American geologists have found deposits of volcanic rocks near the banks of the Tunguska River, whose access to land launched the Great Permian extinction of animals, which killed almost all living creatures 252 million years ago, according to an article published in the journal Nature Communications.
“The heat that was released during the release of these lavas on land led to the fact that neighboring sedimentary rocks threw huge amounts of greenhouse gases into the atmosphere, the volume of these gases was enough to cause a mass extinction.This event was a key point in history The evolution of life on Earth, “says James Muirhead of the University of Syracuse (USA).
Scientists identify the five largest mass extinctions of species in the history of life on Earth. The most significant is the “great” Permian extinction, when more than 95% of all living creatures that inhabited the planet disappeared, including bizarre animals, close relatives of the ancestors of mammals, and a number of marine animals.
There is evidence that at that time large amounts of carbon dioxide and methane were released into the atmosphere and oceans, which dramatically changed the climate and made the Earth extremely hot and arid. As shown by the research of Russian geologists, these emissions came to the surface of the planet in the territory of Eastern Siberia, in the vicinity of the Putoran and Norilsk Plateau, where about 252 million years ago there were powerful outpourings of magma.
As Muirhead says, most scientists today are confident that these outpourings of lava were implicated in the extinction of animals, but the specific mechanism of their action on the climate and ecosystem of the Earth remained a mystery. The reason for this was simple – geologists simply did not have exact data on the age of these breeds and did not know whether these outpourings began before the onset of mass extinction, with or after it.
For example, some excavation results in the territory of Eastern Siberia indicate that outpourings of magma began several dozen or even hundreds of thousands of years before animals began to disappear and ecosystems began to change. This puts all such theories in doubt, since eruptions of this magnitude should cause virtually instantaneous changes in the life of animals and plants.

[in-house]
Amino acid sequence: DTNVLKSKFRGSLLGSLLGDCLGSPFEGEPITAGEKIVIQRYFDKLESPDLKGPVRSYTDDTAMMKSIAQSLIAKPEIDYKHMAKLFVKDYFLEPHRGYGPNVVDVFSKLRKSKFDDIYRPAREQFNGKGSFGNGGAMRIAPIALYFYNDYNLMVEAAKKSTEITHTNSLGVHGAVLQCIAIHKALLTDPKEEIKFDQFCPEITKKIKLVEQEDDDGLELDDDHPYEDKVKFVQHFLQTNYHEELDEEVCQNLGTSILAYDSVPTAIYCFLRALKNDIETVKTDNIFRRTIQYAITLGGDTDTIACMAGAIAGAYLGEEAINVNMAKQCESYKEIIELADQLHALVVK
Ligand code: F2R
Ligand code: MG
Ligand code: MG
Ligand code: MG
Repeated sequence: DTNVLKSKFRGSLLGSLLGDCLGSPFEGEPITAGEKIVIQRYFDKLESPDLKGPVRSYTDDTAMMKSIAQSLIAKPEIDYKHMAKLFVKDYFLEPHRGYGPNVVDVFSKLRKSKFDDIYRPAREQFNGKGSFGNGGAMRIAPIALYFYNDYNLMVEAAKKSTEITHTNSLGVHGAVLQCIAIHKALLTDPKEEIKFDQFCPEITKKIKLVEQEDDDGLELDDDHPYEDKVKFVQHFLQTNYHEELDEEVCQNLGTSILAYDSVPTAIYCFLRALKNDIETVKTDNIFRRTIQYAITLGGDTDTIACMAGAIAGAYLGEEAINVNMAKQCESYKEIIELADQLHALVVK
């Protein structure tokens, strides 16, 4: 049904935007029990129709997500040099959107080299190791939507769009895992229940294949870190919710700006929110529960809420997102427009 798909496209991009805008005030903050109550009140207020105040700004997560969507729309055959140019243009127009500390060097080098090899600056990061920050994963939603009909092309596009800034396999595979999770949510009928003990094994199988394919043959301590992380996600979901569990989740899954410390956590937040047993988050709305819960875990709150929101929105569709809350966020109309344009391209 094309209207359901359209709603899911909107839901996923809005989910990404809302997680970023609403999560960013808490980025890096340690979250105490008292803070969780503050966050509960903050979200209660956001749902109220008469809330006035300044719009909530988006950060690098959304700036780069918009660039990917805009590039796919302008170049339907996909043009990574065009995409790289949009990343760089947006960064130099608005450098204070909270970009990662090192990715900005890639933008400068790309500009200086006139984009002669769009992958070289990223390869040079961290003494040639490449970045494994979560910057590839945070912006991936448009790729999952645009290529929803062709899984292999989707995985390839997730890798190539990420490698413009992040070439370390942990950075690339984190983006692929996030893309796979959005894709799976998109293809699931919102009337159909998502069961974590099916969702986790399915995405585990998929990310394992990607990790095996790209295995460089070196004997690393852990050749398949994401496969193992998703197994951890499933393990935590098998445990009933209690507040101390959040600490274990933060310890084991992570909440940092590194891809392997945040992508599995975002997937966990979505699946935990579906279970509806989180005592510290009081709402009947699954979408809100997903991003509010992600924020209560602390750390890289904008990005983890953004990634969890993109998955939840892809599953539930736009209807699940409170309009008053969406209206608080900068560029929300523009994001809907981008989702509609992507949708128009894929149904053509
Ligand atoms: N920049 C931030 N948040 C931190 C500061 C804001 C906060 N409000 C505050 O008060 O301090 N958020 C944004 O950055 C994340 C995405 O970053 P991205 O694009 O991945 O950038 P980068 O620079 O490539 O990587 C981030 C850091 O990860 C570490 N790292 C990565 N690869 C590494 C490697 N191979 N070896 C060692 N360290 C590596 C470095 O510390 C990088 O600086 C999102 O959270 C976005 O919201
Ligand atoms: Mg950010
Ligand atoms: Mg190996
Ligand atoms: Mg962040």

Blow from the past
Muirhead and his colleagues uncovered this riddle and found the “trigger” of the Permian extinction, conducting excavations in the Tunguska river basin, where the rocks formed during these outpourings lie.
By collecting new samples of igneous rocks, scientists measured the proportion of lead and uranium isotopes in them and found out how and when they came to the surface of the Earth. As it turned out, 252 million years ago there was not one, but two different eruptions. The first, more large-scale, led to the release of about 60% of igneous rocks to the surface, but it did not lead to the extinction of animals and did not cause visible effects.
The second, less noticeable eruption, which occurred approximately 251.9 million years ago, was less noticeable externally, but much more dangerous for life. This outpouring of magma “warmed up” a large layer of sedimentary rocks, lying at the surface, which led to the liberation of huge amounts of CO2, methane and other greenhouse gases into the atmosphere.
The reason for this, as the scientists say, was that these lava flows did not immediately reach the surface of the Earth, but originally moved parallel to it, through cracks between layers of sedimentary and volcanic rocks. As a result, a shallow but very large underground “lake” emerged from the lava, whose area was approximately 50 times larger than that of the present-day Lake Baikal. It heated vast reserves of chalk, coal, oil and other sedimentary rocks and caused them to decompose.
Such a mechanism for the emergence of the Permian extinction, as Muirhead and his colleagues note, indicates that the consequences of the mass eruptions of volcanoes with which other mass extinctions are associated today could depend heavily on the rocks through which their emissions passed. Scientists hope that studying their tracks will help us understand how life evolved in the past and how such events influenced the course of its development.